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"We are shaped by our thoughts; we become what we think. When the mind is pure, joy follows like a shadow that never leaves."
Democracies may not be perfect, in fact, people tend to screw them up a lot. Regardless of how utopian we would like the world to operate, there will always be some form of government and no form will ever be perfect. Off hand, I can think of three other forms we could choose from. We could live in a dictatorship, or perhaps a monarchy (essentially the same thing) or we can have a theocracy.
In none of the other three would anyone have any say in our own lives. At least in a democracy or republic we have a small say, even if it is illusory. Even if we don't always apply common sense to our choices.
As for lowering the legal voting age. It doesn't necessarily have to follow that other privileges have to be granted. I first joined the army as soon as I turned 17. I was old enough to serve my country but not old enough to vote. For that matter, I still had 4 years to wait until I was legally old enough to drink alcohol. The public didn't find any great conflict with the different ages attached to legal privileges. That's because they were exactly that, privileges, not rights. To be fair, the legal drinking age was lowered from 21 to 18 shortly after I enlisted. Still, in much of Canada, the legal drinking age is 19 years, while voting age is 18 years.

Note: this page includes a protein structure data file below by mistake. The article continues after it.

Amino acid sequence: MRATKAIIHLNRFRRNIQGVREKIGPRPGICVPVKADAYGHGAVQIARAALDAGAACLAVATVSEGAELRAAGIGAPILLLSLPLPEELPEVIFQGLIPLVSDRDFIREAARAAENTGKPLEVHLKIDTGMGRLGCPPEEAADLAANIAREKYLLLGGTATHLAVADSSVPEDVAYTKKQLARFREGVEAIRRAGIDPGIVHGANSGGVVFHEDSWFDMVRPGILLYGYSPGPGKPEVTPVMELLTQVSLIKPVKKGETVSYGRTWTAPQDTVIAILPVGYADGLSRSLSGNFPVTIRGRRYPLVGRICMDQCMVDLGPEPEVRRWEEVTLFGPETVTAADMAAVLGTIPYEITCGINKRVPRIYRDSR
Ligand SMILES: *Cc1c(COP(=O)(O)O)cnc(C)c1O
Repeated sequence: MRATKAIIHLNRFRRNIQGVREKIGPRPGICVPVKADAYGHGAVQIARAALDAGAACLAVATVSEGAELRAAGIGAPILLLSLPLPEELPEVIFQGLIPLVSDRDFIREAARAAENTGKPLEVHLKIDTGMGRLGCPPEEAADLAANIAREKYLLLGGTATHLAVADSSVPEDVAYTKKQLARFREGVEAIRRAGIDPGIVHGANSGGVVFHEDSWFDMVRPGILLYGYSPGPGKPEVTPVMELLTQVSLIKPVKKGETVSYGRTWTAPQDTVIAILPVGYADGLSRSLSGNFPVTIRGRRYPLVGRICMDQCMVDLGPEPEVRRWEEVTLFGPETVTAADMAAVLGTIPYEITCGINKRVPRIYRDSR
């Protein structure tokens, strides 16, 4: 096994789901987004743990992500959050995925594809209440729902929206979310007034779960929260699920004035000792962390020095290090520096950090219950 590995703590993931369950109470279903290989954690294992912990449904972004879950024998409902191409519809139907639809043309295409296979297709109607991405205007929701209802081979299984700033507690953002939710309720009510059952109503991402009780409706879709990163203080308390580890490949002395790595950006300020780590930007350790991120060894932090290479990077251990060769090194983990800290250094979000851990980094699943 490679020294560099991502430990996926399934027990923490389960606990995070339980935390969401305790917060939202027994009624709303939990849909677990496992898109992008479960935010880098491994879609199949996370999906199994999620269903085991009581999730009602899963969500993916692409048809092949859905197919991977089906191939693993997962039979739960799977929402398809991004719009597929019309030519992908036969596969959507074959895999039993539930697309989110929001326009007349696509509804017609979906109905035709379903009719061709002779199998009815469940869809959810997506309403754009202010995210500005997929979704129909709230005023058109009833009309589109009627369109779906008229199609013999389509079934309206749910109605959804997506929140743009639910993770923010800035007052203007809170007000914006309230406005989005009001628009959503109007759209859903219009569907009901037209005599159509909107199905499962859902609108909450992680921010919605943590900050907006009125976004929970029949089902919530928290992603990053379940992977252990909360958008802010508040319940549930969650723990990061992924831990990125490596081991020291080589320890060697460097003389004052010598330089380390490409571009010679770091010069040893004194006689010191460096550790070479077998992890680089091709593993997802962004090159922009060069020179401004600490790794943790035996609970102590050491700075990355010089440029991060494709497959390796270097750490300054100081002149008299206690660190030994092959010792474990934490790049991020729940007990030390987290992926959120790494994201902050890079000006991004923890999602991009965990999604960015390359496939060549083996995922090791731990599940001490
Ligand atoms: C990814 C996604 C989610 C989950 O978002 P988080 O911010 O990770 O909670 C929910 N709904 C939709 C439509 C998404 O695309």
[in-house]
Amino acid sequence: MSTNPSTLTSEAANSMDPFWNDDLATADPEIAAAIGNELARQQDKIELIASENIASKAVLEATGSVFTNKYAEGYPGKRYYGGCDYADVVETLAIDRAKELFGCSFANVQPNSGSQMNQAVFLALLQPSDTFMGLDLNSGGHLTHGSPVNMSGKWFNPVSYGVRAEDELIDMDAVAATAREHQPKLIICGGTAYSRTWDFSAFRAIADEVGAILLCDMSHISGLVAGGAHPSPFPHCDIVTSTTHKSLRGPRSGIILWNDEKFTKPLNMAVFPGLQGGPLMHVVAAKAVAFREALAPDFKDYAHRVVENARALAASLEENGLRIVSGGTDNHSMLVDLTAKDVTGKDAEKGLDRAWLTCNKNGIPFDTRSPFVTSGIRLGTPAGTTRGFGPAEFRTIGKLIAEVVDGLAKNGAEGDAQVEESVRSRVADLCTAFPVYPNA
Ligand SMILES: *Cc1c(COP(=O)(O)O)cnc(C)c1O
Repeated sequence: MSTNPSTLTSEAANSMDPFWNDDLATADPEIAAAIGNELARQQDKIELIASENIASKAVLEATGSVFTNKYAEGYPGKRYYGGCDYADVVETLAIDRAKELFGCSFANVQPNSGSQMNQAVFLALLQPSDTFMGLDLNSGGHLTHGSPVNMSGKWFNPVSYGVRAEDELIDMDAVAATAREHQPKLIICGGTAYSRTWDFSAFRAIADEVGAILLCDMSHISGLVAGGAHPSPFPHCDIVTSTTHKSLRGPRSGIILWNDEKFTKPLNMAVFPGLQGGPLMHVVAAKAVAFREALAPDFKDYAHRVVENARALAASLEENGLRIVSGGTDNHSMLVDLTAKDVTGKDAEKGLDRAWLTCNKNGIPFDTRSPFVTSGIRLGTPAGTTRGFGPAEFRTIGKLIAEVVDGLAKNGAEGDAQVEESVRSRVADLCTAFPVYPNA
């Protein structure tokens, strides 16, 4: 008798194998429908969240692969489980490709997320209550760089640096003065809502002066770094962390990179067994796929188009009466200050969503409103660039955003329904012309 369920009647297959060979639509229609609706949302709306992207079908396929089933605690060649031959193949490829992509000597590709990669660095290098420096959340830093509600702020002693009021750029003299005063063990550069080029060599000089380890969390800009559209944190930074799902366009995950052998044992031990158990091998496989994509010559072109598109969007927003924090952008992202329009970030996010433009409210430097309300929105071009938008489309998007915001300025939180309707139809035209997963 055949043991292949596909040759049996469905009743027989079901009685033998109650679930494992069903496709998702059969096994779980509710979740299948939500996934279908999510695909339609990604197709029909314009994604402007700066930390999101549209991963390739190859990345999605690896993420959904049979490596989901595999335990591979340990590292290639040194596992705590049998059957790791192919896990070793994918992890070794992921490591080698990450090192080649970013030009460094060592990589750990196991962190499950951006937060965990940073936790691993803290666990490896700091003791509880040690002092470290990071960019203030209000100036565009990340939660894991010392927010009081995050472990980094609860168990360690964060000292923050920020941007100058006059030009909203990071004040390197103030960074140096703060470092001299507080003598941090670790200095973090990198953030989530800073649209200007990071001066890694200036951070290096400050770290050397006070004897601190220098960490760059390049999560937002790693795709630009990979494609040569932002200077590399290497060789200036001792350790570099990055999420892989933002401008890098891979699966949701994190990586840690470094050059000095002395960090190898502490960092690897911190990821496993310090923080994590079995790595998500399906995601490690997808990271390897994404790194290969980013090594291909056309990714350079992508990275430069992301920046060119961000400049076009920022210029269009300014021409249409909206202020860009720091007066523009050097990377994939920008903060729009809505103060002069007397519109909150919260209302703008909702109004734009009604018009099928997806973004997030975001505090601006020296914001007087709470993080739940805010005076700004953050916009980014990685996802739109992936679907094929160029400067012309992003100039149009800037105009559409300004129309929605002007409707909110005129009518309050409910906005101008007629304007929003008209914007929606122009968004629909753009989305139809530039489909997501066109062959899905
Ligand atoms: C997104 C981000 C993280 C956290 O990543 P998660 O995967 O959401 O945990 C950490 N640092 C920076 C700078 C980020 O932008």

I think, Farmer Sean has come up with the most common sense method of determining the privilege of voting. The only flaw is the bias of those setting up the curriculum and those implementing it. Their personal political leanings will almost certainly influence the emphasis placed on individual subjects.
"How do you tell a communist? Well, it's someone who reads Marx and Lenin. And how do you tell an anti-communist? It's someone who understands Marx and Lenin."
If 16 year olds are given the responsibility of voting - in any country, are they sufficiently knowledgeable about policies and law of their country to make an informed decision. I'm sure some 16 year olds are, however many aren't interested. I don't believe I wouldn't have been either interested or able to make the necessary decision. When I eventually did vote I was indoctrinated by my mothers Liberal leaning to the point where I didn't even consider any other party as my father hadn't been home since I was 7. Now my views are subject to change every time I vote depending on who's standing for election and what their priorities are.If dropping the voting age to 16 in USA is to round up immigrants from south of the Mexican border, so they can vote democrat, it's hardly a valid reason. In fact if they don't have legality as a citizen their right to vote would be questionable.
As far as I'm concerned, this is all children need to learn about democracy: